by Jacqui Brauman Jacqui Brauman No Comments

Use a solicitor for conveyancing

As a solicitor, of course I’m going to say that someone buying or selling a property should use a solicitor (lawyer) to do their conveyancing work. But what are the reasons why I recommend this and what are the primary differences in the service provided?


The training and licensing requirements for conveyancers are different in each State, so everything I’m going to address relates to Victoria. 

To be a solicitor, someone has to have a Bachelor of Laws, at a minimum, which takes the equivalent of 4 years of full time study. During that bachelor (undergraduate) degree, they will study Contract Law for 6 months, Property Law for 6 months and Land Law for 6 months. Along with all the other units of study, the Bachelor of Laws teaches law students to think as lawyers. 


After completing the degree, to be able to get a practicing certificate as a solicitor, the person would need to complete a Graduate Diploma in practical legal training, which takes another 6 months. This is when they are exposed to the practical aspects of conveyancing. 

Once they have a practicing certificate, solicitors are required to undertake ongoing legal training each year to be eligible to reapply for their certificate annually.

There are different levels of practicing certificate, and to be able to operate a trust account, a solicitor must pass an extra course on trust accounting regulation and compliance, and pay an auditor twice a year to audit the account. Most law firms have a trust account, but many conveyancers do not.

To be a conveyancer, someone must have a Diploma in Conveyancing, which takes the equivalent of 3 months of full time study. They then need to have a certain amount of practical hours of experience on the job to be signed off to get their own licence.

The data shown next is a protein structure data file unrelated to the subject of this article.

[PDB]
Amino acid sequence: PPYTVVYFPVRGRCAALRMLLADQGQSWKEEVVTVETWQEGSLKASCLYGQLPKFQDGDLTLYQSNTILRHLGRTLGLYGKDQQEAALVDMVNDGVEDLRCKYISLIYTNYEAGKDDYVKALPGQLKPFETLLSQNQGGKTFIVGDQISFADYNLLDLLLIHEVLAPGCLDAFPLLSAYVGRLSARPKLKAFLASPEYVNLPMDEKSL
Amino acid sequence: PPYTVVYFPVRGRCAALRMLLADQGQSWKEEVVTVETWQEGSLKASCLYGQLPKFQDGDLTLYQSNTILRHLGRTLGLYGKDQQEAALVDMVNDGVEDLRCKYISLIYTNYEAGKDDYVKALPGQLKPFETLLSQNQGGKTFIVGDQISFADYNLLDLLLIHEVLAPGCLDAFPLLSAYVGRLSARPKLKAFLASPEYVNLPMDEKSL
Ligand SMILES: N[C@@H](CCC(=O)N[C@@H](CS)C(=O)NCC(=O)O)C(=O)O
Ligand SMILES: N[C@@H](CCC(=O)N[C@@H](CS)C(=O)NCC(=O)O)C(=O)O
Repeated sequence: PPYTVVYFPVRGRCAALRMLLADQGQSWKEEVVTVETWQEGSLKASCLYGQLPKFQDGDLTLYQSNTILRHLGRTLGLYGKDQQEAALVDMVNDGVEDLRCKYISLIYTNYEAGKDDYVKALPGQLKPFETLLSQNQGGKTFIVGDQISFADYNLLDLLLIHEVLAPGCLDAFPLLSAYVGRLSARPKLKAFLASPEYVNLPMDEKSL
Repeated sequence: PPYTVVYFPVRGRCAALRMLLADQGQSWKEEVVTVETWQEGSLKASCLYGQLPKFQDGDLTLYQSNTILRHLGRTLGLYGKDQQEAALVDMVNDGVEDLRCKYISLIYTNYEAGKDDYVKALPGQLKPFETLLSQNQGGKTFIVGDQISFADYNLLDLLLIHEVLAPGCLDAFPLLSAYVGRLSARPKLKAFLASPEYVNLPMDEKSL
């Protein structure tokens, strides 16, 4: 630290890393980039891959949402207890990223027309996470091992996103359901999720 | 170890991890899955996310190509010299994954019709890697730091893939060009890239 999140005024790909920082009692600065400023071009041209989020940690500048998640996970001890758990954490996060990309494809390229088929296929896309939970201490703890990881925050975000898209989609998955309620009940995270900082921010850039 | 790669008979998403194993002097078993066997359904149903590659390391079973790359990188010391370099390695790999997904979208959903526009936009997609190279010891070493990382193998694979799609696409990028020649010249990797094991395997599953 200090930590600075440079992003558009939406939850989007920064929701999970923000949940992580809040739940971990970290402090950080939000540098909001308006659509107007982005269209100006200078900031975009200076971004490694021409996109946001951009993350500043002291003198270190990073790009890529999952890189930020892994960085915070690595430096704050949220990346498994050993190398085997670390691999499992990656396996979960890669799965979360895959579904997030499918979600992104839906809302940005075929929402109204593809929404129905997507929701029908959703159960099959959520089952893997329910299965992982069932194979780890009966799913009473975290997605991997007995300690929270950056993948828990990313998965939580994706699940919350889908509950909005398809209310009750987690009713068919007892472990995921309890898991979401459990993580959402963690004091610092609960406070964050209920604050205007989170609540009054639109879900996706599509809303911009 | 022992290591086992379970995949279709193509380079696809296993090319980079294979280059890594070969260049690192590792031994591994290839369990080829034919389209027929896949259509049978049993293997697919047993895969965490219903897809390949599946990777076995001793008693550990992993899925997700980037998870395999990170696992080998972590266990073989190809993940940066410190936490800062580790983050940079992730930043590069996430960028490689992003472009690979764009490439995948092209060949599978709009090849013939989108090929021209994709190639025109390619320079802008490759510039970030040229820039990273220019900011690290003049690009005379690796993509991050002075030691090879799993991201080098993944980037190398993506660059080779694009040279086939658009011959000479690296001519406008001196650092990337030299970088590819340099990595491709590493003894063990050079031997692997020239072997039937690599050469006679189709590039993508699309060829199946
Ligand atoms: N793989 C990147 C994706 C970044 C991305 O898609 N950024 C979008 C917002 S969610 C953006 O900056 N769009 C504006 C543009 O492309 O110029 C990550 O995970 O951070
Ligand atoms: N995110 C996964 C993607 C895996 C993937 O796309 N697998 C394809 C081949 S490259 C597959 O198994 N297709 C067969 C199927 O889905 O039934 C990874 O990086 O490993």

Both solicitors and licensed conveyancers must hold professional indemnity insurance, and both need to be registered with their industry body to have a licence issued to them – this is the Law Institute of Victoria and Consumer Affairs Victoria respectively. 

In NSW, they were the first to deregulate conveyancing and let licensed conveyancers into the industry, taking the work off solicitors. There was a good reason for this, because solicitors in NSW charged on a percentage basis depending on the value of the property. This has never been the case in Victoria. Solicitors have generally charged a fixed fee for conveyancing, so the gauging wasn’t going on in this State. Arguably, there was no need to deregulate conveyancing in Victoria in the first place. 


Solicitors cannot compete with conveyancers for cost, so what they compete on is value for money and quality of service. Conveyancers generally work for themselves, and often work from home, so they don’t have the overheads and costs that solicitors have. Solicitors have offices, staff, higher insurance, more regulations to comply with, and often operate trust accounts which require regular audits. 

Solicitors do fixed fee conveyancing in Victoria, as do conveyancers. Conveyancers are generally a couple of hundred dollars cheaper. 

In the Office

Conveyancers generally work from home and work alone. 

Solicitors generally work in small, medium or large law firms with support staff. Quite often there are combined decades of experience, and support staff are often qualified conveyancers who didn’t want to go out on their own. 

Solicitors operate trust accounts which make settlements much easier in most cases, particularly for purchasers. Instead of the purchaser running around getting bank cheques and getting them to settlement, the solicitor can ask for all the funds into their trust account, and they do all the running around for you (hence, quality of service).